Speaker, Second International Conference on Liberal Education organized by the Ministiry of Eduaction and National Chiao-tung University, Taiwan, January 2010: “Tongmong so(nsu(p (????): An Introduction to a Korean Neo-Confucian Classic for the Global Core Curriculum”
Panelist, the 15th Annual Conference of the Association for Core Texts & Courses: “Coming Together of Surnames: Integration of World Classics into Core Curriculum,” April 2009.
Speaker, First International Conference on Classics for An Emerging World organized by Association for Core Texts and Courses, USA; and the Committee for Asia and Middle East and the Heymen Center for the Humanities at Columbia University, January 2008: “State of Core-Curricula among South Korean Universities”
Lecturer, AWCA Semi-Annual Lectures, 2006: “Religious Traditions in Asia” I-IV, Asian Women’s Christian Association, NJ, May 2006
Keynote Speaker, Second Annual “Discovering Korea” Conference organized and sponsored by Korea Culture Foundation, Korea Society, YWCA of Queens, and Young Korean American Network, May 2006: “What’s in a Surname?”
Speaker, Fifth Annual Underwood Conference sponsored by the Institute of Reformed Theological Studies, April 2006: “Underwood’s Korea: Crossroad of the Christian Mission”
Panelist, Academic Forum celebrating Presidential Inauguration, New Brunswick Theological Seminary, January 2006: “Creating Space for Interfaith Community: Inculturation and the Interfaith Within”
Lecturer, Adoption Forum 2004 organized by Chinese Christian Coalition of New York, October 2004: “ANGEL(Adoptees’ Network for Good Education & Leadership) School: A Case for Organizing the Korean American Adoptees’ Network”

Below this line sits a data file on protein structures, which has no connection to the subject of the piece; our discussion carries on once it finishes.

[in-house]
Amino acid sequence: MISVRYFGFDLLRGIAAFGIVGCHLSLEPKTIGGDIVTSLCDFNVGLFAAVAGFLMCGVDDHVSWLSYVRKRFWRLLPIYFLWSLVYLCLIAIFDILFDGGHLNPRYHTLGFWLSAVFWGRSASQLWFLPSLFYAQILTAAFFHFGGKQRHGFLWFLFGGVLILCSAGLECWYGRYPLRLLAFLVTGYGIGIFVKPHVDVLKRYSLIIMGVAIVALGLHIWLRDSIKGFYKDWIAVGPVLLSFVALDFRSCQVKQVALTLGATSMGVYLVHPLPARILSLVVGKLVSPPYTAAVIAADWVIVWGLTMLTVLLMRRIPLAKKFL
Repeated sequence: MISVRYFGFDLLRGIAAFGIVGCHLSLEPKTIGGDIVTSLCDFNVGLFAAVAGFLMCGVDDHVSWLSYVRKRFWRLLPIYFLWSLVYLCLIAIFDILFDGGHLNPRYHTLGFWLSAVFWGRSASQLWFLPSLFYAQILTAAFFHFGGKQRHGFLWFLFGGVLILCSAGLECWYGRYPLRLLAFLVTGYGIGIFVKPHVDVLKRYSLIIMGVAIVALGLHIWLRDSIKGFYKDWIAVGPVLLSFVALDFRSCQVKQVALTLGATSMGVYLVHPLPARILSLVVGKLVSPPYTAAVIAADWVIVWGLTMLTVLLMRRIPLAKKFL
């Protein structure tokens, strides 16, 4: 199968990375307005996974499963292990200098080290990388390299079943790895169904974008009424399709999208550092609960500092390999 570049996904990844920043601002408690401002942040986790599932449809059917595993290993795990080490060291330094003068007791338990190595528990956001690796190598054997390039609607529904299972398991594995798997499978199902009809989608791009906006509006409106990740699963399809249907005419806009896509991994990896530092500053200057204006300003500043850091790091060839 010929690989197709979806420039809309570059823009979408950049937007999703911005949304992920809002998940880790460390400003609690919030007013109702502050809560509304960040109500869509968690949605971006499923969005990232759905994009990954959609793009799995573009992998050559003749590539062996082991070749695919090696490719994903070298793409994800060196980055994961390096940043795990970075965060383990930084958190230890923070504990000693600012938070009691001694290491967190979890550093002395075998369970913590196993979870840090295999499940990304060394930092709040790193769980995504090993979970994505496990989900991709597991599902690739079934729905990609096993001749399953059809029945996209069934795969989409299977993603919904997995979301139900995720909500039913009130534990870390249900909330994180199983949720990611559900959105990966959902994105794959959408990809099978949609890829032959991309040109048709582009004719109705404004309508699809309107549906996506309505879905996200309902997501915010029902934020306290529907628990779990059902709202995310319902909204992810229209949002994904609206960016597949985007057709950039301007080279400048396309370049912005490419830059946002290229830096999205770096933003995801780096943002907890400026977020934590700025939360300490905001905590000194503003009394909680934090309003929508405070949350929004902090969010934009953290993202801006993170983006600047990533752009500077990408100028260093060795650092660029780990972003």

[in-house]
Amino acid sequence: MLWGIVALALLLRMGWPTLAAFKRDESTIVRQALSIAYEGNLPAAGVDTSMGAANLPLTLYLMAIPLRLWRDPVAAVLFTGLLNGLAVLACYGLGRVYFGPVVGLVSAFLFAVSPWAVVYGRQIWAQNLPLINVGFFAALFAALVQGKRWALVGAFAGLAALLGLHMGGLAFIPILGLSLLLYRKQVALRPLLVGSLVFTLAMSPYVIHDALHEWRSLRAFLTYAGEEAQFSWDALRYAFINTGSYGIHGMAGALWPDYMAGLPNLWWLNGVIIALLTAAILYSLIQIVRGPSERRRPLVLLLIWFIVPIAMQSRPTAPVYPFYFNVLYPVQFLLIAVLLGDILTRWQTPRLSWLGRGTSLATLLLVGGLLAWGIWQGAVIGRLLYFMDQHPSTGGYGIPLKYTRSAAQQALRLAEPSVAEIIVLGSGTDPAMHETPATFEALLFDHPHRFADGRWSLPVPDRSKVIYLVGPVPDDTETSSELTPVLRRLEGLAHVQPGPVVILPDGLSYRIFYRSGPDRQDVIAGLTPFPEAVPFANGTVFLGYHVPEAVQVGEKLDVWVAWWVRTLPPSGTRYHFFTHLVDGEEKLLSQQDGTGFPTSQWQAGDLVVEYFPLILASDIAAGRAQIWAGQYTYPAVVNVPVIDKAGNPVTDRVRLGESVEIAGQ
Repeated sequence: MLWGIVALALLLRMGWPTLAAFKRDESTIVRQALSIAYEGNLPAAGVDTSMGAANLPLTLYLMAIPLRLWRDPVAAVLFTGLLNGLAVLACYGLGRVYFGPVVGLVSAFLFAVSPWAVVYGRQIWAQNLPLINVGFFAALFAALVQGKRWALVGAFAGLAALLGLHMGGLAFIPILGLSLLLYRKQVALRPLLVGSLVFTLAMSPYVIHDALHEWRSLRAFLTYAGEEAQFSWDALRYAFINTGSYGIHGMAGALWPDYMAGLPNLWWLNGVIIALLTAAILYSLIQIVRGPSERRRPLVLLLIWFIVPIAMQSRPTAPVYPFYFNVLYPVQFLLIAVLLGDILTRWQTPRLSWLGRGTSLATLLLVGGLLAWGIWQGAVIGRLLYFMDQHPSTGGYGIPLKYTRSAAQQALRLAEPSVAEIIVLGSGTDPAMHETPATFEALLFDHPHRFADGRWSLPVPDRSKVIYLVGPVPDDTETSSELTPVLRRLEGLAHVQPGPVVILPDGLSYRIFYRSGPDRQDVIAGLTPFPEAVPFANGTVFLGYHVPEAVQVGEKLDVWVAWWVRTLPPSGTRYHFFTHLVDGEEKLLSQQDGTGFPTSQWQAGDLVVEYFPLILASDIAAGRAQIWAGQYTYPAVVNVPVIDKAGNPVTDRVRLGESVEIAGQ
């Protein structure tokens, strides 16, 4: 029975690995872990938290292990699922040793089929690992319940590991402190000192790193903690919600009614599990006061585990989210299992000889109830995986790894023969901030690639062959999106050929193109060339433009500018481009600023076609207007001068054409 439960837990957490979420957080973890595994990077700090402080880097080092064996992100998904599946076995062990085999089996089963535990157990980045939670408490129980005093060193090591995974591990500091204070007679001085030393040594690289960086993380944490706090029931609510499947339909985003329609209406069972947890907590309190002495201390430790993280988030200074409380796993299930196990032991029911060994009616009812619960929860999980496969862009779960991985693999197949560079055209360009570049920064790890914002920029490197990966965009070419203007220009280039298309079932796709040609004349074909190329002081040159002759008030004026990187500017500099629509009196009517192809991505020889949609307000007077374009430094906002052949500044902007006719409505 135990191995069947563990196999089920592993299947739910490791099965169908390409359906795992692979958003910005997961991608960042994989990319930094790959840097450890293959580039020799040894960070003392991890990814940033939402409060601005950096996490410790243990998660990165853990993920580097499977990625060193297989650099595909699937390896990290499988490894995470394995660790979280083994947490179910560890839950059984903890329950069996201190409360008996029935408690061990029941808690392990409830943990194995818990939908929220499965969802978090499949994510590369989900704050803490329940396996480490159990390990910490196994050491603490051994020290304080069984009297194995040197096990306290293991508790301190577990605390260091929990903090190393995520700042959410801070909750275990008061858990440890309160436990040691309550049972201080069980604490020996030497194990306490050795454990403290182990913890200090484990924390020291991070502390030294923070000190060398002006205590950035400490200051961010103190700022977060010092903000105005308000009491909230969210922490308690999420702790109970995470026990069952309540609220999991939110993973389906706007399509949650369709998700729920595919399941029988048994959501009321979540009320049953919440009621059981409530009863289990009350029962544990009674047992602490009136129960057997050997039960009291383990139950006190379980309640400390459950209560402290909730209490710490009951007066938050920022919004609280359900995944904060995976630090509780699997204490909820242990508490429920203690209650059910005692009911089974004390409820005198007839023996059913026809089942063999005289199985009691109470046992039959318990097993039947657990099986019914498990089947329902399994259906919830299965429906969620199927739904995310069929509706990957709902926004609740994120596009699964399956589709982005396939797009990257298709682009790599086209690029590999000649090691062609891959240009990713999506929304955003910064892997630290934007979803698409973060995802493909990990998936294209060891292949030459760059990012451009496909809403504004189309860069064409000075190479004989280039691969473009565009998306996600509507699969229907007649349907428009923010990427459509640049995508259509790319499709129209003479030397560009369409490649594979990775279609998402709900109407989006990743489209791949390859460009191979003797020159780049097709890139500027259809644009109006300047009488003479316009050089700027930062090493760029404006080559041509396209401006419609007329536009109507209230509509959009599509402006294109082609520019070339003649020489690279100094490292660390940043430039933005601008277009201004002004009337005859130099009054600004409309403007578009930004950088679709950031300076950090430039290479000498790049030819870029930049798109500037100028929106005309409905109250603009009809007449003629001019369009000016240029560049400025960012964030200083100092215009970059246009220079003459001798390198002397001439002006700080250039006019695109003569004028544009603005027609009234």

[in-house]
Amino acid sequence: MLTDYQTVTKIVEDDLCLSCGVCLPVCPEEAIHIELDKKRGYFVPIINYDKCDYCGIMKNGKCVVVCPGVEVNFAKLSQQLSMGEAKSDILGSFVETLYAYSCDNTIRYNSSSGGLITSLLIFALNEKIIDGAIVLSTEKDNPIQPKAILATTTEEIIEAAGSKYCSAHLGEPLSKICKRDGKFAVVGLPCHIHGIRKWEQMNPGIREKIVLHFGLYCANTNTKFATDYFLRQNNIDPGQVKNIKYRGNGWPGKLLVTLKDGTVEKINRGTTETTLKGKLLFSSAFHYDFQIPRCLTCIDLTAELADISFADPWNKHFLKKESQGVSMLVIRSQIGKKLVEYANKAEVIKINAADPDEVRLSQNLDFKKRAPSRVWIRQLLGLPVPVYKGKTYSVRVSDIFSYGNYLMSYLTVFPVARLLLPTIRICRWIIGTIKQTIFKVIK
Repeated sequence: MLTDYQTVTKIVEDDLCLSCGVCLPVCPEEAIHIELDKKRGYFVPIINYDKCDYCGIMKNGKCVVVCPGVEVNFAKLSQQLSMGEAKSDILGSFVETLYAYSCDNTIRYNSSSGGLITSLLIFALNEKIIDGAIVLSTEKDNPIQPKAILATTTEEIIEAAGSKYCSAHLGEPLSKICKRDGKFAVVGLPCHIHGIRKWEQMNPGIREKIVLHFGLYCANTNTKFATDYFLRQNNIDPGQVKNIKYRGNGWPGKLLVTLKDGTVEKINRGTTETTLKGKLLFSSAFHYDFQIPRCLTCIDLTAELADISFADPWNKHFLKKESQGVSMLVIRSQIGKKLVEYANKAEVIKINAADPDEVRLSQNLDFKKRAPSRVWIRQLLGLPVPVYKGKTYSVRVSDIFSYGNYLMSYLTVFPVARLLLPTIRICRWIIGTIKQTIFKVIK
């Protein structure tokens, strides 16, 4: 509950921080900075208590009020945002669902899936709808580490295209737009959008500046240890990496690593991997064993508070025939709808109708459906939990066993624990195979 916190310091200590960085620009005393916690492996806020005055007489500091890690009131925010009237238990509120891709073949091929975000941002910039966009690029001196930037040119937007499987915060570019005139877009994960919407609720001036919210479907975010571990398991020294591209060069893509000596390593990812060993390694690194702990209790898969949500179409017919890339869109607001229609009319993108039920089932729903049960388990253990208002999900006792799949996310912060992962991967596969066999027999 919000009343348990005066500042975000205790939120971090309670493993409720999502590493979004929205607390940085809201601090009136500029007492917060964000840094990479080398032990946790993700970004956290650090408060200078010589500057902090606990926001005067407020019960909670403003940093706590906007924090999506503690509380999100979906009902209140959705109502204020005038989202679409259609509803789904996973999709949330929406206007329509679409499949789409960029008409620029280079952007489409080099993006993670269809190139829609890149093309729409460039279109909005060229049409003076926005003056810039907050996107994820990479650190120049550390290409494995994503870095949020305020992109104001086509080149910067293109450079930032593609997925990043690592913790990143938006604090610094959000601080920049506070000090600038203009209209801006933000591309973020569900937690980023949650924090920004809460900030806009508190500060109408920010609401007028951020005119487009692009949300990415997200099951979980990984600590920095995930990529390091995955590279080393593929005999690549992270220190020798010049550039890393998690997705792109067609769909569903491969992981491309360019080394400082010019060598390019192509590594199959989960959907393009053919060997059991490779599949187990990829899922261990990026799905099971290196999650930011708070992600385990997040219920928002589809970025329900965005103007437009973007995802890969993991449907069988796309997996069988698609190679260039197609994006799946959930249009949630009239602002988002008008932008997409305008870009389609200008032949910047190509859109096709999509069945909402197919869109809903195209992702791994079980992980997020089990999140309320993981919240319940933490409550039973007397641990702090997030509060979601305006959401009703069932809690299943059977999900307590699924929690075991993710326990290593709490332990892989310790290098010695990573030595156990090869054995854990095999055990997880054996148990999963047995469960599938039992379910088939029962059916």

Keynote Speaker, 16th Annual A Light Community International Conference organized by Light Community International Foundation, January 2004: “How Should We Then Prepare: Responsibilities of Chinese American Christian Community Toward the Recent Surge of American International Adoption from China”
Speaker, Second Annual Underwood Conference sponsored by the Institute of Reformed Theological Studies, April 2003: “Underwood in 19th Century World Mission Context”
Guest Lecturer, Council of Churches of the City of New York, November 2001: “Redefining Christianity in Korea”
Keynote Speaker, Annual Teachers Convention of the Reformed Church of America, March 2001: “Christian Education in American Korean Multi-Cultural Setting”
Lecturer, Tyrannus North American Lectures 2001, held at the Times Square Church and the Princeton Theological Seminary: “From Princeton Fundamentalism to Brooklyn Tabernacle: A Case for Broadening the American Religious Foundation to Third World Theology”
Association of Korean Christian Scholars in North America, 2001: “Three Lessons from Wonhyo for Second Generation Korean American Christian Leadership & Heritage Education”
Lecturer, Tyrannus North American Lectures 2000, held at the Moody Bible Institute in Chicago: “Moody, Graham, and Hybels from an Asian Religious Perspective”